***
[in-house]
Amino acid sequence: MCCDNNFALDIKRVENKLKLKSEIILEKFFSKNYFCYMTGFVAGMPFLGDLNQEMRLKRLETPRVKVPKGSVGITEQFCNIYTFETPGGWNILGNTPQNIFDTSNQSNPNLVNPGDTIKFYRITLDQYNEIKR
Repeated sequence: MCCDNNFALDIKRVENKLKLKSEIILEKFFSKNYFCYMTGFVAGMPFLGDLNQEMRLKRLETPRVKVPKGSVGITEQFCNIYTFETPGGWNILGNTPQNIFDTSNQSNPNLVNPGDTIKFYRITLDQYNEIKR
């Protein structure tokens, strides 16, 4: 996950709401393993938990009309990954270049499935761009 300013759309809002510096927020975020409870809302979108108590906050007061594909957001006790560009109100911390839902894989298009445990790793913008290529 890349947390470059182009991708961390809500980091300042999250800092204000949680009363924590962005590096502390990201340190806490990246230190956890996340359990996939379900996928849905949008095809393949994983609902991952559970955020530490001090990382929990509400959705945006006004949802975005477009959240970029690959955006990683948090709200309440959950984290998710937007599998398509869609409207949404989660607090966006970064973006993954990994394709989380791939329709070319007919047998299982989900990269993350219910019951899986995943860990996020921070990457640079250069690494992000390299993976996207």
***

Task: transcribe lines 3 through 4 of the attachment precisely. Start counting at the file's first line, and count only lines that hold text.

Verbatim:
Repeated sequence: MCCDNNFALDIKRVENKLKLKSEIILEKFFSKNYFCYMTGFVAGMPFLGDLNQEMRLKRLETPRVKVPKGSVGITEQFCNIYTFETPGGWNILGNTPQNIFDTSNQSNPNLVNPGDTIKFYRITLDQYNEIKR
């Protein structure tokens, strides 16, 4: 996950709401393993938990009309990954270049499935761009 300013759309809002510096927020975020409870809302979108108590906050007061594909957001006790560009109100911390839902894989298009445990790793913008290529 890349947390470059182009991708961390809500980091300042999250800092204000949680009363924590962005590096502390990201340190806490990246230190956890996340359990996939379900996928849905949008095809393949994983609902991952559970955020530490001090990382929990509400959705945006006004949802975005477009959240970029690959955006990683948090709200309440959950984290998710937007599998398509869609409207949404989660607090966006970064973006993954990994394709989380791939329709070319007919047998299982989900990269993350219910019951899986995943860990996020921070990457640079250069690494992000390299993976996207």